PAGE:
Change is on the horizon for MasterCard and Visa cardholders in the United States. Both brands announced that they will be updating their credit cards from the magnetic stripe to the chip-and-pin format. The U.S. is one of the last major countries to transition to the chip-and-pin format. Countries in Europe have been using the chip and pin method since 2005, as have Asia and South America. Canada plans to make the switch in the coming year.
The switch in formats has proved very effective for the United Kingdom where they have seen a significant reduction in credit card fraud. The U.K. Payments Administration stated that since the implementation of the chip-and-pin credit cards, in-store credit card fraud dropped from 218.8 million pounds in 2004 ($356.5 million) to 98.5 million pounds in 2008 ($160.5 million).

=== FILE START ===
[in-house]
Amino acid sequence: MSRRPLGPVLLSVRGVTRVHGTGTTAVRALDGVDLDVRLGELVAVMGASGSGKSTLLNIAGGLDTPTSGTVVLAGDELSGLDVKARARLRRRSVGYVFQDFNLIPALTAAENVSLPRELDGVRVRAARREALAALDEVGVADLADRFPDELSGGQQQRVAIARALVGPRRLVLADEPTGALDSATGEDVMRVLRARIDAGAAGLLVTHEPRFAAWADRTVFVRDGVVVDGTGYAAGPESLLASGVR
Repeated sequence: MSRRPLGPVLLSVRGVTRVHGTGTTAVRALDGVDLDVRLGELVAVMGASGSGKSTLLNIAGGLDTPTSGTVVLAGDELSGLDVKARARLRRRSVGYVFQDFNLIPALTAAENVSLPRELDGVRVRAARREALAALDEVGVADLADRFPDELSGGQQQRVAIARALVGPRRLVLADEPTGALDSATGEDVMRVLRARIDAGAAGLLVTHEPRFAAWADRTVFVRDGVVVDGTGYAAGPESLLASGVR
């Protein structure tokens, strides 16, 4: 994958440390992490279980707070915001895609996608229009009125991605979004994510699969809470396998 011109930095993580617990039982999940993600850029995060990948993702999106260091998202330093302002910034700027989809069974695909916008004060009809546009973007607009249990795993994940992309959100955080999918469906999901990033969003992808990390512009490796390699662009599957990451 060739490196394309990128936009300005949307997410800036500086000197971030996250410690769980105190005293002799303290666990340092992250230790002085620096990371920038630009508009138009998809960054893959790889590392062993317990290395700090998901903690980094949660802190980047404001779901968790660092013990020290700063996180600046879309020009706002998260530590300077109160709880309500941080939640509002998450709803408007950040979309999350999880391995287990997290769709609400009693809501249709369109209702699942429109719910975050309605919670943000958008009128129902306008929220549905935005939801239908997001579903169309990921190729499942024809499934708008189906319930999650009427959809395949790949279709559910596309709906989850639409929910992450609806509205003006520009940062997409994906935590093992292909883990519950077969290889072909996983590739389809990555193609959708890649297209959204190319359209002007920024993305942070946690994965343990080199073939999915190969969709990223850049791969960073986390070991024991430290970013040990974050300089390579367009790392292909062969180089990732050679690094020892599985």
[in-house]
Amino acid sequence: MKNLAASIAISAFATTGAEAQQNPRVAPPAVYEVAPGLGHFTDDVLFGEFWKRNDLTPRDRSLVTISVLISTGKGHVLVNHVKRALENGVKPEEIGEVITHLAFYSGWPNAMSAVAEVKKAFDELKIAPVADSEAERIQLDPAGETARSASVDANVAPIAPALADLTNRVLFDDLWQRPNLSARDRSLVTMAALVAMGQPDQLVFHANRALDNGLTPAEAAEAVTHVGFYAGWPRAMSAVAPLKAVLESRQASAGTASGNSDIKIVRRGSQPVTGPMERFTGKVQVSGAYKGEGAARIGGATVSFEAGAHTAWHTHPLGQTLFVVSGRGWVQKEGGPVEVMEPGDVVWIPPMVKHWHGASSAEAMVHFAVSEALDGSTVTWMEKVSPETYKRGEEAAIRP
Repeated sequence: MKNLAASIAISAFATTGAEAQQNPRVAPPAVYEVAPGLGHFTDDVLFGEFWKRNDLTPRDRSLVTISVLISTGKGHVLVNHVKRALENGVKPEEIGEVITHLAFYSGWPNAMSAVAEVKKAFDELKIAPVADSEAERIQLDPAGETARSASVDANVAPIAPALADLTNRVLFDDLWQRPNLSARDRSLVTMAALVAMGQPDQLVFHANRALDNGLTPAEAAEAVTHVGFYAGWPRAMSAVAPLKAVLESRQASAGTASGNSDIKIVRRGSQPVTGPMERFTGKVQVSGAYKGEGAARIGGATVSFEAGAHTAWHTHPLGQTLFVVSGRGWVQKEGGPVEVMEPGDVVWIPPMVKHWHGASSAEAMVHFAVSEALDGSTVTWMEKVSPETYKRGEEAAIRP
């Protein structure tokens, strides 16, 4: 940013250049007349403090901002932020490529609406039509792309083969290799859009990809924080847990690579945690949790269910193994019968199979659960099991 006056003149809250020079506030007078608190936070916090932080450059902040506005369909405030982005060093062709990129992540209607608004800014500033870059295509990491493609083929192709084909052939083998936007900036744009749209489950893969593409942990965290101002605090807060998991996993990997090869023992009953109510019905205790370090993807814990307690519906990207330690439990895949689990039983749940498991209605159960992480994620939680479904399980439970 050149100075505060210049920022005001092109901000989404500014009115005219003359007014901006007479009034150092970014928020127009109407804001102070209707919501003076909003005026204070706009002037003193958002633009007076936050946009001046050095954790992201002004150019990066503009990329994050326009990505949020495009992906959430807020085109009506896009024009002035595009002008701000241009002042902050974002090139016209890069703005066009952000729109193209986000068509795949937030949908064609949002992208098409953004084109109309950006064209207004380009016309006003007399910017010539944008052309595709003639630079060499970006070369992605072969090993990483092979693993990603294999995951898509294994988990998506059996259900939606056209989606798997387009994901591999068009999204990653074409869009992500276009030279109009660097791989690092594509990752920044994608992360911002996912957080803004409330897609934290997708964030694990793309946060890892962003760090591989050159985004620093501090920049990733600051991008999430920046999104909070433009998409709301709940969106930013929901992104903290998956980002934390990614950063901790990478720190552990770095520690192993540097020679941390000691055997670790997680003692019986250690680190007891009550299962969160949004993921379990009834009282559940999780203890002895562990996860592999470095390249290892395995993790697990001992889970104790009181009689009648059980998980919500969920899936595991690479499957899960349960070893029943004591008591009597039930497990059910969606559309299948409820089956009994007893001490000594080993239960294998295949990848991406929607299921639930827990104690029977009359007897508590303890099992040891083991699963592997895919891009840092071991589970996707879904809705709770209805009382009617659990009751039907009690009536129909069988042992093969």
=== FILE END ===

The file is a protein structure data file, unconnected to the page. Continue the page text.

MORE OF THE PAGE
Unlike the magnetic stripe currently used on credit cards around the United States, these cards have a smart chip containing the cardholder’s information and each time you swipe the card you are required to enter a four-digit PIN that corresponds with a number inside the chip. The chip-and-pin is a much more secure method for cardholders than the traditional magnetic stripe card. The added security measure of needing to enter a specific PIN makes it more difficult for someone to steal and use your cardholder information. The magnetic stripe is less secure because criminals have the ability to easily steal information from the stripe and can then produce fake credit cards with fake stripes.
MasterCard and Visa are both planning to have the change to the chip-and-pin format completed in the United States by April 2013. By this time, merchants are expected to have a processor in place that is able to accept chip-and-pin credit cards in their stores.